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Some(?) of the Parts

A circle touches the lines OA, OB and AB where OA and OB are perpendicular. Show that the diameter of the circle is equal to the perimeter of the triangle


Show that for any triangle it is always possible to construct 3 touching circles with centres at the vertices. Is it possible to construct touching circles centred at the vertices of any polygon?


M is any point on the line AB. Squares of side length AM and MB are constructed and their circumcircles intersect at P (and M). Prove that the lines AD and BE produced pass through P.

Bicentric Quadrilaterals

Age 14 to 16
Challenge Level
We received a great solution from Zhi of St. Marylebone CE School. She begins with a diagram:

In the diagram presented, the vertices of the quadrilateral are labeled A, B, C and D, and tangent points M, N, P and Q respectively. The sides are labelled a, b, c and d.

From the properties of the circles we know that the tangents AM and AQ, BM and BN, CN and CP, DP and DQ are equal respectively. Therefore, if the quadrilateral is to be tangential, AQ+DQ+BN+CN would have to be equal to AM+DP+BM+CP, which then becomes:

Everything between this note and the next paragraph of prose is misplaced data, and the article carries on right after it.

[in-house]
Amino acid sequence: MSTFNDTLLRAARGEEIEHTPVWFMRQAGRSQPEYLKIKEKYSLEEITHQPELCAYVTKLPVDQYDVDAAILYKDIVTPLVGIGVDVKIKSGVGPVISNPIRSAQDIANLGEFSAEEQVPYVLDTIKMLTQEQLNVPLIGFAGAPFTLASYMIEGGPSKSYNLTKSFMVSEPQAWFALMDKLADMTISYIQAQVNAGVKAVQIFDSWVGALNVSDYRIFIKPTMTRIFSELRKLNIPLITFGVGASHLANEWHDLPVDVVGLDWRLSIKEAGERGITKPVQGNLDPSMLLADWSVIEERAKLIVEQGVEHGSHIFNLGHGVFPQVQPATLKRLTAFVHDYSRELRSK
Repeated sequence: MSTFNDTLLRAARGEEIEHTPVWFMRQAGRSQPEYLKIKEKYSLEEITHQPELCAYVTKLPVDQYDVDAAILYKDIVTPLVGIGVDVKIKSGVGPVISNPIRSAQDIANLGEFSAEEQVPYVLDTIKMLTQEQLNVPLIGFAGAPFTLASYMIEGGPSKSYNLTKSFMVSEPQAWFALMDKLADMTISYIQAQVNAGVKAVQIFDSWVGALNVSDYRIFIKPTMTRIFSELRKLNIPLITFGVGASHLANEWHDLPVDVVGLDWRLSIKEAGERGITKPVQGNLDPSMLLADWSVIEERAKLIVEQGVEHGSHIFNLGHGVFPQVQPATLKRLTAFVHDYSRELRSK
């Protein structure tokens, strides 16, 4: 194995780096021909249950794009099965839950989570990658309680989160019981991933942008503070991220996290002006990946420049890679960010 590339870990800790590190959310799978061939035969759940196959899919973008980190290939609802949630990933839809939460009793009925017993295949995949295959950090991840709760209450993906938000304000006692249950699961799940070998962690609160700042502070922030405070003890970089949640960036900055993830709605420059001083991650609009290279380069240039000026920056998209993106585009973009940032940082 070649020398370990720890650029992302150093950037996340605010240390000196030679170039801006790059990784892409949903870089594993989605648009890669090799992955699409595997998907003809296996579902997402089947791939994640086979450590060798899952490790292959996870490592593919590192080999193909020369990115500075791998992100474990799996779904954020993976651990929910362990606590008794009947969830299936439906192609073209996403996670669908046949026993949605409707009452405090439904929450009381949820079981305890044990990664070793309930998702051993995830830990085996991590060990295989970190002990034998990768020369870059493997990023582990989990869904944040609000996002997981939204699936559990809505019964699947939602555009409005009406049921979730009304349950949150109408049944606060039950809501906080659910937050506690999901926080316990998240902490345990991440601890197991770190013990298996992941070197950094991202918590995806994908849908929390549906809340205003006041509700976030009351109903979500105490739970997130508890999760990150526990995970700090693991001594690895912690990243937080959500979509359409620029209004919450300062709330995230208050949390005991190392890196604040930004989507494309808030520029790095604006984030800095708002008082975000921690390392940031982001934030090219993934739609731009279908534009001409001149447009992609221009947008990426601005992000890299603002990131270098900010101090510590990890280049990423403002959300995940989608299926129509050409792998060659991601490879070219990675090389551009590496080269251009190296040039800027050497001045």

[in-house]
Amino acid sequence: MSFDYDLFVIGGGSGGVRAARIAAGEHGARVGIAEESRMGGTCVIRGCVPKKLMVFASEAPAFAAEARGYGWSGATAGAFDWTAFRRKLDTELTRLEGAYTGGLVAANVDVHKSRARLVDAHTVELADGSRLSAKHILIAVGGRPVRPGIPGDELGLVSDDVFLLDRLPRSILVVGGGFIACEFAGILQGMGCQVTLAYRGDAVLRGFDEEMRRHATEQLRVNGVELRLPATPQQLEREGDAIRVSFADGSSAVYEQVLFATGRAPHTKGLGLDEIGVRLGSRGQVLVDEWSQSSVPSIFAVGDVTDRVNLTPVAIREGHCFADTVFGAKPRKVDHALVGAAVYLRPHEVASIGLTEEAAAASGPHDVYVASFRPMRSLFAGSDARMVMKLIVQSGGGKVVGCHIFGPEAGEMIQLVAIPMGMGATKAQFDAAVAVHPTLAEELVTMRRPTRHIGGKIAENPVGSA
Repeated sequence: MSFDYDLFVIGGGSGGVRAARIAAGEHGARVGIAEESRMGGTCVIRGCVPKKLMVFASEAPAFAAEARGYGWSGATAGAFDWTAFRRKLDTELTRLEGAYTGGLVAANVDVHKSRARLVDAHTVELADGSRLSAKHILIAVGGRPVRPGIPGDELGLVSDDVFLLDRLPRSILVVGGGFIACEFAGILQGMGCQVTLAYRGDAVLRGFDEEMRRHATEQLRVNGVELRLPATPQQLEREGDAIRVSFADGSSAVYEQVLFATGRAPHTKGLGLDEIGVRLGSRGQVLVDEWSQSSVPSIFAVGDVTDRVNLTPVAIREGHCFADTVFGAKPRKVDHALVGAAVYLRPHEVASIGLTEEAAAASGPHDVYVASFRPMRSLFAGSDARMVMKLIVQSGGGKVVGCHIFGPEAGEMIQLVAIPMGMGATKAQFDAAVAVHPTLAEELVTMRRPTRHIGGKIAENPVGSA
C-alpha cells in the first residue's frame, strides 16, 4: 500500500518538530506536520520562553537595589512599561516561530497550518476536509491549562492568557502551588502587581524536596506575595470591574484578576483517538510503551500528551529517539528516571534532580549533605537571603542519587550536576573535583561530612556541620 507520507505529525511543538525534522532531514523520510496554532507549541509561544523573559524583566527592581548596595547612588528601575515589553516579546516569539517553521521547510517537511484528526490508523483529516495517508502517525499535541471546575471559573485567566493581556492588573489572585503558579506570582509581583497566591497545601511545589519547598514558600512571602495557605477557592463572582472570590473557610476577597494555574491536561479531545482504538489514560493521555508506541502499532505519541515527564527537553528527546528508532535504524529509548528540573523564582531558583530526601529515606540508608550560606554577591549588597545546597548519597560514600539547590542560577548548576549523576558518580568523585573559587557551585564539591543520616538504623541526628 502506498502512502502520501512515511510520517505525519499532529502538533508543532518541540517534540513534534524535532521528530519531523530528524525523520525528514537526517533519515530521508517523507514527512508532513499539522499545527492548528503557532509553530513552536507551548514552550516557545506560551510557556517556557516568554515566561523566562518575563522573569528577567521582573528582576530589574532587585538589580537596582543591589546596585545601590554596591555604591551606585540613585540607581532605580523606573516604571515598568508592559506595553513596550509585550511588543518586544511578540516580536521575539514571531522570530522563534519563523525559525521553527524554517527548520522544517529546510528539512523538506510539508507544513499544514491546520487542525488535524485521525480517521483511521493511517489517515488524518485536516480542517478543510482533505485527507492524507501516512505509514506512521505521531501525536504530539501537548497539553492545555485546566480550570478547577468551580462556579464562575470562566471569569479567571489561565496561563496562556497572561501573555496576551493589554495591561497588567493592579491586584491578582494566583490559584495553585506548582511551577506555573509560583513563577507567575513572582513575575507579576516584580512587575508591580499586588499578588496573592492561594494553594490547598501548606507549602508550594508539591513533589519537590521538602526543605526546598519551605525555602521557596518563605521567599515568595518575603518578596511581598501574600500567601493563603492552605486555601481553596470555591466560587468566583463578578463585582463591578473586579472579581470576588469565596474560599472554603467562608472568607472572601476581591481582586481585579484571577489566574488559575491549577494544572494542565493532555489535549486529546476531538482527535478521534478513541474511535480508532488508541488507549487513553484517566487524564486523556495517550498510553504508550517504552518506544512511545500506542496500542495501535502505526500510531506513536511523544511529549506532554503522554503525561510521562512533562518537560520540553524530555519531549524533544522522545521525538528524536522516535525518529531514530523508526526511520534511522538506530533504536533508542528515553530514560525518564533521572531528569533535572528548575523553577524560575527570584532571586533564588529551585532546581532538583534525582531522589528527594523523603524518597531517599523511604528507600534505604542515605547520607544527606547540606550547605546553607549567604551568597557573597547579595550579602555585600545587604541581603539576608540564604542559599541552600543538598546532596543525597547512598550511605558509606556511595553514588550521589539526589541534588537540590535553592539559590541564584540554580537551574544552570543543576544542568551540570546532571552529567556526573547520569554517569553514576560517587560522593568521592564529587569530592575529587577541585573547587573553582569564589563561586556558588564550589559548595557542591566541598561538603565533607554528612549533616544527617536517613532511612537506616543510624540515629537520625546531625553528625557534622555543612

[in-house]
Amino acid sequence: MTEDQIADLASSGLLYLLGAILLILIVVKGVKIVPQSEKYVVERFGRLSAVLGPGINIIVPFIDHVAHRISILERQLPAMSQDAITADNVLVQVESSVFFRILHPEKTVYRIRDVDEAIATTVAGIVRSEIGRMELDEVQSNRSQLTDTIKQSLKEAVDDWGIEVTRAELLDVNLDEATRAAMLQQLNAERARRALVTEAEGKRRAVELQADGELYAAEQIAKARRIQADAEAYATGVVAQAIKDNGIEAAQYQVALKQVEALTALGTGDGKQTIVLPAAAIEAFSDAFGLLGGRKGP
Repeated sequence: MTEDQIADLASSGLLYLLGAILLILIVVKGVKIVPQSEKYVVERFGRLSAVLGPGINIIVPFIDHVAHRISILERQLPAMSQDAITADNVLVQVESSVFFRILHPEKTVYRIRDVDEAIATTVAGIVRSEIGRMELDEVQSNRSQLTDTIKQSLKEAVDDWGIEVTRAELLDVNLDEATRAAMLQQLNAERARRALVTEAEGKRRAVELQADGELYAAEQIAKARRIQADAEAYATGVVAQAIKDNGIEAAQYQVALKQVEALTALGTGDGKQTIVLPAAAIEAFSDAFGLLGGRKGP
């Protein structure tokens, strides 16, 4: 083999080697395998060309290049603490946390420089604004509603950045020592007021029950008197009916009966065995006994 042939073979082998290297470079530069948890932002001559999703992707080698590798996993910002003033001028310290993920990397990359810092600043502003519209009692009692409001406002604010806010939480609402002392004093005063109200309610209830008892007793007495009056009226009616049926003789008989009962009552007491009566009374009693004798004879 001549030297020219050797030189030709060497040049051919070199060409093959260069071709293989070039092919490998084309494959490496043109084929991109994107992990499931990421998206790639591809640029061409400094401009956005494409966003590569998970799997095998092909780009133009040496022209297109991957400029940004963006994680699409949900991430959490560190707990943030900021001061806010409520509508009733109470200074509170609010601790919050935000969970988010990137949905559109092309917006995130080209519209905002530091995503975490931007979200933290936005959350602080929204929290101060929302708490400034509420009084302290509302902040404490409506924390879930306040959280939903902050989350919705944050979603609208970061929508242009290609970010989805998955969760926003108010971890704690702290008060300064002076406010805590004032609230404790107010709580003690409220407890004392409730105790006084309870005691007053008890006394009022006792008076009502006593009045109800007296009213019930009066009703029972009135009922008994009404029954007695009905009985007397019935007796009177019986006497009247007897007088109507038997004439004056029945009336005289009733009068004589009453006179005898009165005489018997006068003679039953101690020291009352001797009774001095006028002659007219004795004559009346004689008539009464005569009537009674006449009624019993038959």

$$AD+BC=AB+CD$$ Therefore, we know that a tangential quadrilateral has to satisfy AD+BC=AB+CD.

Using the properties of isosceles triangles and angle bisectors, we can deduce that the reverse is also true, meaning that all quadrilaterals satisfying $AD+BC=AB+CD$ are tangential. Is the reverse obvious? The question only asks for a necessary condition so in fact we do no need to show the reverse but this could be a nice extension.

The properties of cyclic quadrilaterals imply that for any cyclic quadrilateral ABCD, $\angle A+\angle C = \angle B +\angle D = 180^{\circ}$.The reverse is also true. Can you show this condition is necessary? See the problem Circles in Quadrilaterals.

Therefore, a bicentric quadrilateral ABCD has to meet two conditions
  1. $AD+BD=AB+CD$ and
  2. $\angle A + \angle C = \angle B +\angle D = 180 ^{\circ}$
With that , we can now deduce:
  • Squares are always bicentric
  • Rectangles and rhombi, provided that they aren't squares, cannot be bicentric as rectangles do not satisfy condition 1, and rhombi do not satisfy condtion 2.
  • Irregular parallelograms do not meet either condition and cannot be bicentric
  • Trapezia might or might not be bicentric, depending on their side lengths and angles.

Zhi then went on to prove the formula for the area of a bicentric quadrilateral. We shall omit the proof here since the question only asks you to verify that the formula works on the examples you found. If you are interested see the proof of brahmagupta's formula and try to adapt it to this problem.